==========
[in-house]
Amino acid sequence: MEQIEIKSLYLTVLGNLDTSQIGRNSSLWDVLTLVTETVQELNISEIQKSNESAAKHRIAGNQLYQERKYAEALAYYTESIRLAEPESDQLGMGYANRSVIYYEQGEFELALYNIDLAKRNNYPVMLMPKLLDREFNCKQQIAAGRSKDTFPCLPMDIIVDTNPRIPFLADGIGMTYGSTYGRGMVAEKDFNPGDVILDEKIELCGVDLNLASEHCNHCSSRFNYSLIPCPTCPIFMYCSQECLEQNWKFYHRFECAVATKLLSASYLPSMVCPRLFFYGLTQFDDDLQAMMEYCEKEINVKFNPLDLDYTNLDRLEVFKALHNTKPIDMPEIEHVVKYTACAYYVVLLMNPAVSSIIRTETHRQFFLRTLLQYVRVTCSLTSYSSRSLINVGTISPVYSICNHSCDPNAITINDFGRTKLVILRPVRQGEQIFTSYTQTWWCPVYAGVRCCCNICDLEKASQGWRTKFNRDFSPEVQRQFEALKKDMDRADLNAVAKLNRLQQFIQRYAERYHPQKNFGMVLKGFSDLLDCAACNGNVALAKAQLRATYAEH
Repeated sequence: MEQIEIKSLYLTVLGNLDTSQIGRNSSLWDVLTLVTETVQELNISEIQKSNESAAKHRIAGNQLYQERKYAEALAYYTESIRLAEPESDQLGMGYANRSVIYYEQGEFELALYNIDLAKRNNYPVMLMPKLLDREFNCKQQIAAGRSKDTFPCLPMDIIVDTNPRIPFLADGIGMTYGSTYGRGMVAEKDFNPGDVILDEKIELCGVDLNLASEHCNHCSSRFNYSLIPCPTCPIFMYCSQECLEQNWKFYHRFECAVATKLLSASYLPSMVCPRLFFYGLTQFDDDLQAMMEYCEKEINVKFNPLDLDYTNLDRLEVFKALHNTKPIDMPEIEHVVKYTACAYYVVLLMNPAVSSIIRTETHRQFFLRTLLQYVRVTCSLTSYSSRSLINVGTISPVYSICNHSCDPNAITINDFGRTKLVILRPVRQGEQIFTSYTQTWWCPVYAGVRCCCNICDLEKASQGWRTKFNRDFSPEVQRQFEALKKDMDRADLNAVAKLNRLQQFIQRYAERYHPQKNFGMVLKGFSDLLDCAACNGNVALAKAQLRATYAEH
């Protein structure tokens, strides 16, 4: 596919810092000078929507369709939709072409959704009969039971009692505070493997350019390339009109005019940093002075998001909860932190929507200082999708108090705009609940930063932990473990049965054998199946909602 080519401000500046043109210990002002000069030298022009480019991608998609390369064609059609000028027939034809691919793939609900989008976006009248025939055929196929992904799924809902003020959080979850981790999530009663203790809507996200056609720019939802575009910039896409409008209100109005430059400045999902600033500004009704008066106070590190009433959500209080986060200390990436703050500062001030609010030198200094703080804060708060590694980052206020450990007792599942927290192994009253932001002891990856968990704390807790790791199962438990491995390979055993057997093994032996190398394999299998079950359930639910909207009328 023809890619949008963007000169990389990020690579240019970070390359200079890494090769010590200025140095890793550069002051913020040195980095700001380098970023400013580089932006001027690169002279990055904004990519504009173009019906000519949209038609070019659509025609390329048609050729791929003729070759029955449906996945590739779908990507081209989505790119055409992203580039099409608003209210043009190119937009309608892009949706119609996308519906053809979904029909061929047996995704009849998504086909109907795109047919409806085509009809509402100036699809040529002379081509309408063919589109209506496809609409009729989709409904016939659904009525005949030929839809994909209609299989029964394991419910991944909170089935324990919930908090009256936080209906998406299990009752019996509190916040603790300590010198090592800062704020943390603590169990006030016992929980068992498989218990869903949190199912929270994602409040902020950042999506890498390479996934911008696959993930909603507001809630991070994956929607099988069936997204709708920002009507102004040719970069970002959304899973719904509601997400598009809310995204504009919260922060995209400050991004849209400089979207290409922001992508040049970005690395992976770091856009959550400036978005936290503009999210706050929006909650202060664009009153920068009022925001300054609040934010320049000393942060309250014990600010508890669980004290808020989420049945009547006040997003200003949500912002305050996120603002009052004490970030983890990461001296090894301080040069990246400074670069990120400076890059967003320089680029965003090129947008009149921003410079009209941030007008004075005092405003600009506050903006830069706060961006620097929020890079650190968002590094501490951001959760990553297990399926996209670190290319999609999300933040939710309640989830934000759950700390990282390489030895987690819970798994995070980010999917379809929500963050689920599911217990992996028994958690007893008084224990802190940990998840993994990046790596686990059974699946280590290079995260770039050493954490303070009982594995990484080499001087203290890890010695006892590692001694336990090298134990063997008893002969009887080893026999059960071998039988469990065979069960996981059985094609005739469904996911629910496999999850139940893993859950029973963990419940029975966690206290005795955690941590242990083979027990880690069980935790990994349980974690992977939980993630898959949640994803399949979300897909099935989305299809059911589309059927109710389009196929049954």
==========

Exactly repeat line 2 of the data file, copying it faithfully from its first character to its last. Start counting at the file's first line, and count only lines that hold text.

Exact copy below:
Amino acid sequence: MEQIEIKSLYLTVLGNLDTSQIGRNSSLWDVLTLVTETVQELNISEIQKSNESAAKHRIAGNQLYQERKYAEALAYYTESIRLAEPESDQLGMGYANRSVIYYEQGEFELALYNIDLAKRNNYPVMLMPKLLDREFNCKQQIAAGRSKDTFPCLPMDIIVDTNPRIPFLADGIGMTYGSTYGRGMVAEKDFNPGDVILDEKIELCGVDLNLASEHCNHCSSRFNYSLIPCPTCPIFMYCSQECLEQNWKFYHRFECAVATKLLSASYLPSMVCPRLFFYGLTQFDDDLQAMMEYCEKEINVKFNPLDLDYTNLDRLEVFKALHNTKPIDMPEIEHVVKYTACAYYVVLLMNPAVSSIIRTETHRQFFLRTLLQYVRVTCSLTSYSSRSLINVGTISPVYSICNHSCDPNAITINDFGRTKLVILRPVRQGEQIFTSYTQTWWCPVYAGVRCCCNICDLEKASQGWRTKFNRDFSPEVQRQFEALKKDMDRADLNAVAKLNRLQQFIQRYAERYHPQKNFGMVLKGFSDLLDCAACNGNVALAKAQLRATYAEH